It is clear that no system that requires human approval for each flight will assist in a many drone scenario. It will have to be a self-regulating system such as functions on our road networks. There are several systems that will allow autonomous DUAV flights and provide some overview.

We might think that the Global Positioning System (GPS) can do the job; it works on your mobile phone and in the car for your directions and many delivery companies use GPS to control their fleets of delivery vans. For large vehicles, in human hands, it works fine but for autonomous DUAVs, not so well.

The signals come from satellites parked 10,600 miles above the planet and lots can happen in those miles (Solar Storms, Volcanic Clouds etc.) so GPS reliability is actually only around 95% for signals received. The alternative error is receiving a signal that is wrong. Here the reliability is very much higher but when it does go wrong, the results would be catastrophic to a small drone in a big world. The US Defence Department has 24 satellites spaced around the planet (they didn’t put them there for you and me but they let us use the signals) but, even these scientific miracles go out of date whenever Raytheon or Honeywell develop some more accurate or a faster gizmo for this application.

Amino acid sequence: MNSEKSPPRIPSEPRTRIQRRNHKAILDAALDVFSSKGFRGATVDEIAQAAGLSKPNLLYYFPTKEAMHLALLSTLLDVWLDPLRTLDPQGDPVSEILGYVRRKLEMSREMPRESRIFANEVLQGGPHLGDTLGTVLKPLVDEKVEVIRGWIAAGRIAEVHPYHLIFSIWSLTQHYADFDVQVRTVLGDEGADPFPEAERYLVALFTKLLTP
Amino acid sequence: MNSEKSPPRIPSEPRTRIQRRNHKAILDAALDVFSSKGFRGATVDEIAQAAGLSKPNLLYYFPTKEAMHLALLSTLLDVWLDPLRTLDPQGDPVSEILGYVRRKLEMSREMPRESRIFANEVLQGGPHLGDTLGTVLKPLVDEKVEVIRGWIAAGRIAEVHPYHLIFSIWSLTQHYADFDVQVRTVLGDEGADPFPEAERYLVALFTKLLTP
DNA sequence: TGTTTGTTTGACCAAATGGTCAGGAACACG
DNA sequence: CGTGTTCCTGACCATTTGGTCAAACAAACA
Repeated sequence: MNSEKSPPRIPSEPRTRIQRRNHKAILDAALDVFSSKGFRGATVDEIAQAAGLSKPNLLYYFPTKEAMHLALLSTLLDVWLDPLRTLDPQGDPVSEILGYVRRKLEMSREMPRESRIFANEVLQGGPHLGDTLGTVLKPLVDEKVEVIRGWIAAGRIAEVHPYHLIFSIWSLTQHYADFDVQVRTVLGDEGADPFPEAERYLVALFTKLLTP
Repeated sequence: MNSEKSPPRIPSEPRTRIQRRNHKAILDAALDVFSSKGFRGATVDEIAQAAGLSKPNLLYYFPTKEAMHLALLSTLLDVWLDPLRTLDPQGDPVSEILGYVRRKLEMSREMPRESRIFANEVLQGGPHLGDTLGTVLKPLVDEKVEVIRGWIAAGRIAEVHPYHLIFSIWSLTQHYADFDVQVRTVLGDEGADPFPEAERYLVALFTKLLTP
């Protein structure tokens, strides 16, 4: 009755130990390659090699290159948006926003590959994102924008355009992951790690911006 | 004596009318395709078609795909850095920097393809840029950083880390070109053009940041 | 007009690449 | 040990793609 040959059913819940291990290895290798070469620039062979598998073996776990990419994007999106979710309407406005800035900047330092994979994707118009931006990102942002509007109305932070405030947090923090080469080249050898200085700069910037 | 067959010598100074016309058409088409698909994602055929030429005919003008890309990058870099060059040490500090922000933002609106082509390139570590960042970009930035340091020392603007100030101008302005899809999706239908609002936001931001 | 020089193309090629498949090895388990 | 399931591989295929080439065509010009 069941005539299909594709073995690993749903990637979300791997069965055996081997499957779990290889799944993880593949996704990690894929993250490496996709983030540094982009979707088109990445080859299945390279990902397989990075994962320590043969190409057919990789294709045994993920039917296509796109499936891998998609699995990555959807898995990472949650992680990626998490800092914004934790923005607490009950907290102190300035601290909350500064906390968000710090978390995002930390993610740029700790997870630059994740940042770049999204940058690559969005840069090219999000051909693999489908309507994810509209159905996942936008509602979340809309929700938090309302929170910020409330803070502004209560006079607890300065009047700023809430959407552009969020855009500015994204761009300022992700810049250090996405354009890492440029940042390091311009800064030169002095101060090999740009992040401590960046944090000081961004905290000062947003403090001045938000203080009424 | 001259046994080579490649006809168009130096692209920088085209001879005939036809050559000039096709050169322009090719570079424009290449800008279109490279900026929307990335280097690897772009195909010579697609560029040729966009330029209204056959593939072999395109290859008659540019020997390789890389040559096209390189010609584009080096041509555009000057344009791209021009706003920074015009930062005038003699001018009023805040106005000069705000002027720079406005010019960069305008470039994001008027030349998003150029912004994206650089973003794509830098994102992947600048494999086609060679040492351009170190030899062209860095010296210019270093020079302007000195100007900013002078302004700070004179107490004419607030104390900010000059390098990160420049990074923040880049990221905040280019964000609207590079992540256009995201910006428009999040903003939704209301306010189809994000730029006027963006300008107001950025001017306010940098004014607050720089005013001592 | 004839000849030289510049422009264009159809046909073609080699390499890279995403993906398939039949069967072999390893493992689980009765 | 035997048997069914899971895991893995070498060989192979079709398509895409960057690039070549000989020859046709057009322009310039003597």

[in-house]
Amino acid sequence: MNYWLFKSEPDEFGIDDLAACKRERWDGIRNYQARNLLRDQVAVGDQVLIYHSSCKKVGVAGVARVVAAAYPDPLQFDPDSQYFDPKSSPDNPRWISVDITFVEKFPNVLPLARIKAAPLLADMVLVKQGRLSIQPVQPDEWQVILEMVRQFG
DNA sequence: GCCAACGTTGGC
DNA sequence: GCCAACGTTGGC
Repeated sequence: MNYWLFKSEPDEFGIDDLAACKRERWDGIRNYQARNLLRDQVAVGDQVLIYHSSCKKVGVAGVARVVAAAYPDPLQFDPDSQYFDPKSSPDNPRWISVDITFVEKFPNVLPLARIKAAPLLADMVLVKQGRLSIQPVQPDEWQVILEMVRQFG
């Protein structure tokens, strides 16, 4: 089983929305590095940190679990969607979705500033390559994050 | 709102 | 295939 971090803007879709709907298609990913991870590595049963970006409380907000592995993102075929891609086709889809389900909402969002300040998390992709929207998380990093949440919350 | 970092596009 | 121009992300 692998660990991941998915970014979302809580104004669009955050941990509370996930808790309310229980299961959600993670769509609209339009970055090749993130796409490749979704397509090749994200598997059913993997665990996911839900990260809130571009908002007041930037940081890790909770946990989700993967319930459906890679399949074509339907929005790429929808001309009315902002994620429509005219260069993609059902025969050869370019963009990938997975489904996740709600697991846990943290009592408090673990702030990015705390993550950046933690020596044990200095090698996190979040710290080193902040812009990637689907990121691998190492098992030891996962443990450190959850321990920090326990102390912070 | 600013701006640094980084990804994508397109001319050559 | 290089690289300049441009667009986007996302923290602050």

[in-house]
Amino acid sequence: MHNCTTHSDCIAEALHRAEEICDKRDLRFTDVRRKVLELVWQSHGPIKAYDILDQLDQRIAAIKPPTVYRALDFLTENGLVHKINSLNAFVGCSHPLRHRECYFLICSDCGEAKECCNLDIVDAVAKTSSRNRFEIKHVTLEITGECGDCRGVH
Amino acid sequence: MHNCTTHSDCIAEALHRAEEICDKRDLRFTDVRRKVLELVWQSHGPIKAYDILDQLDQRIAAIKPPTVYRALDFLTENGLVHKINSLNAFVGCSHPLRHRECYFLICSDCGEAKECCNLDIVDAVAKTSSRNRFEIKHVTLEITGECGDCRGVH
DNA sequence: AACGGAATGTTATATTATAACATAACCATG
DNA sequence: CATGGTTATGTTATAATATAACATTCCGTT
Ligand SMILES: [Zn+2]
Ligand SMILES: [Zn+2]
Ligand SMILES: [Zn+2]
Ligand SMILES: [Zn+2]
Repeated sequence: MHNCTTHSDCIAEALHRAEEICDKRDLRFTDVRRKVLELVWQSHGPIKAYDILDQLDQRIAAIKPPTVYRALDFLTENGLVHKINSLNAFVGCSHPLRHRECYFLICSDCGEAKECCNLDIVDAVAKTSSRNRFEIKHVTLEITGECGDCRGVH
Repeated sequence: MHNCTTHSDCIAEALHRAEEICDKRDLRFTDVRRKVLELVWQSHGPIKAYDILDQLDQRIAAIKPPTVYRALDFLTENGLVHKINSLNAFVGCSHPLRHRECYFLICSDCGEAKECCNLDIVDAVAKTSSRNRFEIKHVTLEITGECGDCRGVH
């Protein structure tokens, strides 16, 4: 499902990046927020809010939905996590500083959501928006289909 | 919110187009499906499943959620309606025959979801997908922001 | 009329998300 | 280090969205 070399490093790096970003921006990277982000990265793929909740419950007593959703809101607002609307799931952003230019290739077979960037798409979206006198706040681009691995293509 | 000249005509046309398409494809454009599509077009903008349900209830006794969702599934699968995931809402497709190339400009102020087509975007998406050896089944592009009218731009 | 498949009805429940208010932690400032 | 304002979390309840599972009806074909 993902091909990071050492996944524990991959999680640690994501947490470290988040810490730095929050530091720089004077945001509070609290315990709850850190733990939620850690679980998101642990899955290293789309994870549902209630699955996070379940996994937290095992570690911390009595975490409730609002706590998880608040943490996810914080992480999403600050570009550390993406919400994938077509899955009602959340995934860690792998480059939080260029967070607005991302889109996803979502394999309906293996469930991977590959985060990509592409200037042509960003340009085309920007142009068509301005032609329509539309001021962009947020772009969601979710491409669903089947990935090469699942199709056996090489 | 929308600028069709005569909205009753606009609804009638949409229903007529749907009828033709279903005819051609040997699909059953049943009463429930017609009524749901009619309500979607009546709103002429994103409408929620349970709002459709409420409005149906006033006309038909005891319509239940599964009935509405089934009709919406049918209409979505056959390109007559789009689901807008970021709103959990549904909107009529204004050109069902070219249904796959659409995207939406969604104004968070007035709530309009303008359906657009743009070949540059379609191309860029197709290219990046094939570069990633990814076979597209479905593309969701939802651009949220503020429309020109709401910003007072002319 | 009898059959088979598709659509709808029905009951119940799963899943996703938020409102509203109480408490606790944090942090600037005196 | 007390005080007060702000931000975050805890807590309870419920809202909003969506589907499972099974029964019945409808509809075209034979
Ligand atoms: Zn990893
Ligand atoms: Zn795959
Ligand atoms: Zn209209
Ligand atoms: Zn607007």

In January 2016, as an old satellite was being replaced, GPS timing was found to be off by 13 microseconds – admittedly not much – or 13,000 nanoseconds (one nanosecond is a billionth of a second and equates to about one foot of inaccuracy in positioning) which means that, should a drone be depending on GPS for directions, it might have been 4 km out of position – not good for the person waiting for their ham and mushroom pizza.

Luckily all is not lost as there are several other systems available for guiding DUAVs.